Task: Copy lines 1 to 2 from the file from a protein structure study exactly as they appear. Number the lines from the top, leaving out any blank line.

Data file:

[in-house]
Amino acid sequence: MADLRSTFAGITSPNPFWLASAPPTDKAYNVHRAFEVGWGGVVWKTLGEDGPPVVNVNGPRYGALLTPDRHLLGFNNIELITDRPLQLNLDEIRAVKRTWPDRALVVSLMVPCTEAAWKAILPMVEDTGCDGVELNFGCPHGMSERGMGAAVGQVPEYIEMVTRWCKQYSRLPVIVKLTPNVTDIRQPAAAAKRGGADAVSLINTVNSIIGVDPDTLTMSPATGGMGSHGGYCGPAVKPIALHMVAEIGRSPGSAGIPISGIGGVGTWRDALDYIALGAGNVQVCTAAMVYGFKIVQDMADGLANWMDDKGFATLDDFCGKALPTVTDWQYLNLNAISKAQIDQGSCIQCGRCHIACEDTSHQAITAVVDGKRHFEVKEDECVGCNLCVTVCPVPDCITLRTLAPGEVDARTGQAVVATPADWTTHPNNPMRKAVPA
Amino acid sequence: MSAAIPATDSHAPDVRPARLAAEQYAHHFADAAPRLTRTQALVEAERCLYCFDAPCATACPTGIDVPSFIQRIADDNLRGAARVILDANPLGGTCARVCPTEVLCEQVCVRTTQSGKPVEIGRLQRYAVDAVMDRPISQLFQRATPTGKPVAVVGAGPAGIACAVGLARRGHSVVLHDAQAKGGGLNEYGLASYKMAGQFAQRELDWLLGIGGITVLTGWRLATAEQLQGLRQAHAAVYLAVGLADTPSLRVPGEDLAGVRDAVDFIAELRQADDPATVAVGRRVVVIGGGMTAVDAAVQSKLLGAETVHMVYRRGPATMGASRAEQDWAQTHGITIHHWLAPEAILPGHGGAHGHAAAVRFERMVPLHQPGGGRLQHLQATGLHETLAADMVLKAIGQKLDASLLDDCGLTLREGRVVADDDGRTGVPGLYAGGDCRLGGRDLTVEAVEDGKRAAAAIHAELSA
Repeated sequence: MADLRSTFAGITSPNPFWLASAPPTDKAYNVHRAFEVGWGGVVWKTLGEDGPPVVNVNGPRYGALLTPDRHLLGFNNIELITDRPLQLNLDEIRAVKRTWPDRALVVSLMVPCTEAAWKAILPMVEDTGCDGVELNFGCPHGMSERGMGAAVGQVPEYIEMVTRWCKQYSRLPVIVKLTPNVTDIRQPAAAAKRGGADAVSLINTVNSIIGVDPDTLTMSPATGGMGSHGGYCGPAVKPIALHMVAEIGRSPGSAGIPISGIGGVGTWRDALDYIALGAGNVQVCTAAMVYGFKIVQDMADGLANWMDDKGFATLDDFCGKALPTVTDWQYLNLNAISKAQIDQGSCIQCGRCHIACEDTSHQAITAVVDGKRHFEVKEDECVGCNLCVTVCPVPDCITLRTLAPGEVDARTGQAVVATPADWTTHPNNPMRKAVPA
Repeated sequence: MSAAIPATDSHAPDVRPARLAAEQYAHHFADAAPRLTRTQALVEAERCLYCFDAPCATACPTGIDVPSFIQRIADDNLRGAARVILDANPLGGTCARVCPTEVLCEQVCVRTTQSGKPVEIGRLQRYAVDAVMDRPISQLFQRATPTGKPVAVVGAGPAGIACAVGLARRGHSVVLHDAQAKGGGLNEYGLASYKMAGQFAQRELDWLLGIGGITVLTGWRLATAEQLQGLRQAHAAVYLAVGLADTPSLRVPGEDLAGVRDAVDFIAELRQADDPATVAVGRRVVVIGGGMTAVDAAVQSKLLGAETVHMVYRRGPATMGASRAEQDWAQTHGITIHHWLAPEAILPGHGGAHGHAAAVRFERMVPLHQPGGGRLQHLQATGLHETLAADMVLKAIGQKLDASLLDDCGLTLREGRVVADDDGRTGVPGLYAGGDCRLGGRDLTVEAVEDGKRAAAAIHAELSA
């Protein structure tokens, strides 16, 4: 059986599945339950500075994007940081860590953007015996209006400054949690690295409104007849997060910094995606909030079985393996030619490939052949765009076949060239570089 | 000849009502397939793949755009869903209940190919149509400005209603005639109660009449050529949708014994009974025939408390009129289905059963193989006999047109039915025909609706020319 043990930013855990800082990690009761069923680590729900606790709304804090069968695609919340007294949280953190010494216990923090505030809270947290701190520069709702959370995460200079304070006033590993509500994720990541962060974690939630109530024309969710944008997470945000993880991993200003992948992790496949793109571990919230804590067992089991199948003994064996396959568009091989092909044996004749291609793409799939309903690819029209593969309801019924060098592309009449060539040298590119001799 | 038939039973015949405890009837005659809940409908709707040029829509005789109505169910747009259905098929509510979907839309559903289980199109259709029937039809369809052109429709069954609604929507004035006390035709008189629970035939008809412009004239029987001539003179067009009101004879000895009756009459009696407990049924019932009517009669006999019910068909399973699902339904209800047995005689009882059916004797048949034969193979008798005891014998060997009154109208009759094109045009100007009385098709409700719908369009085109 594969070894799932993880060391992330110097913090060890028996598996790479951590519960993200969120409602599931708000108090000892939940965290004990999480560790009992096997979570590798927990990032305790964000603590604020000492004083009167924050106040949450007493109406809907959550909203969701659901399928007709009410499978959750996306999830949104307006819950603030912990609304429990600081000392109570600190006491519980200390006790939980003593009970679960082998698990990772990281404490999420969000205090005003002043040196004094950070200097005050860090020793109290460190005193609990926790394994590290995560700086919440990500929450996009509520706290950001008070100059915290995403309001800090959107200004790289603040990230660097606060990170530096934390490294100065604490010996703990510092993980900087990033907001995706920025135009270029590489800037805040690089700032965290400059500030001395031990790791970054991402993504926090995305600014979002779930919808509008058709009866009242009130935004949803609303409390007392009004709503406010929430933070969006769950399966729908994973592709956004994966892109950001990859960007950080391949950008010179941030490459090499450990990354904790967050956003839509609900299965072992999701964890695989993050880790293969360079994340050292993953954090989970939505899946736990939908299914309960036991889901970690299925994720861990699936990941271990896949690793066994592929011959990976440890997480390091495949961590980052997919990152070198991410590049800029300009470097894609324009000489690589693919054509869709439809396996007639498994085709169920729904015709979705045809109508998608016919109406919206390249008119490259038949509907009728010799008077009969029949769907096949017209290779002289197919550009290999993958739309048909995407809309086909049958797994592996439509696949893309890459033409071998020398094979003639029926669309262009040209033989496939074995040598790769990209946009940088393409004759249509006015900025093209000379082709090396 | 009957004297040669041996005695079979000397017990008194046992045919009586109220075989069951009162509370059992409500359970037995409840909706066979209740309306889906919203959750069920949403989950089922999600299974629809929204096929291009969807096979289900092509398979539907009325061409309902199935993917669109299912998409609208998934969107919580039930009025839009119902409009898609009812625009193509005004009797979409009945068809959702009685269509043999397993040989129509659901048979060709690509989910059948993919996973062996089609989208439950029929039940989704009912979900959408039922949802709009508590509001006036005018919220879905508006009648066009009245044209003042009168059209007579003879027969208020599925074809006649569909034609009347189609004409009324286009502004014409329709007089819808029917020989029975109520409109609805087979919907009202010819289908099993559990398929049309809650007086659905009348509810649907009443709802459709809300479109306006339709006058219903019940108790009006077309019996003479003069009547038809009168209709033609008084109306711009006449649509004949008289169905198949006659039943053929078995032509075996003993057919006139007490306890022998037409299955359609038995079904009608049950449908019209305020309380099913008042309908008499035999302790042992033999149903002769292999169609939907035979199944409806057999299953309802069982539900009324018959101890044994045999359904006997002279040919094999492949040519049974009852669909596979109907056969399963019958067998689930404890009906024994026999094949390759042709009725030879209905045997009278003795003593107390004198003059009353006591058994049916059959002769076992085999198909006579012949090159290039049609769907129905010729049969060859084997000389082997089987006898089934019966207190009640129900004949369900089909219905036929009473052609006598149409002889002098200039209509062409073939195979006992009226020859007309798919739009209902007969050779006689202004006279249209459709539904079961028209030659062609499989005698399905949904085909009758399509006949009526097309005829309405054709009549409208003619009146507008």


[in-house]
Amino acid sequence: MADLRSTFAGITSPNPFWLASAPPTDKAYNVHRAFEVGWGGVVWKTLGEDGPPVVNVNGPRYGALLTPDRHLLGFNNIELITDRPLQLNLDEIRAVKRTWPDRALVVSLMVPCTEAAWKAILPMVEDTGCDGVELNFGCPHGMSERGMGAAVGQVPEYIEMVTRWCKQYSRLPVIVKLTPNVTDIRQPAAAAKRGGADAVSLINTVNSIIGVDPDTLTMSPATGGMGSHGGYCGPAVKPIALHMVAEIGRSPGSAGIPISGIGGVGTWRDALDYIALGAGNVQVCTAAMVYGFKIVQDMADGLANWMDDKGFATLDDFCGKALPTVTDWQYLNLNAISKAQIDQGSCIQCGRCHIACEDTSHQAITAVVDGKRHFEVKEDECVGCNLCVTVCPVPDCITLRTLAPGEVDARTGQAVVATPADWTTHPNNPMRKAVPA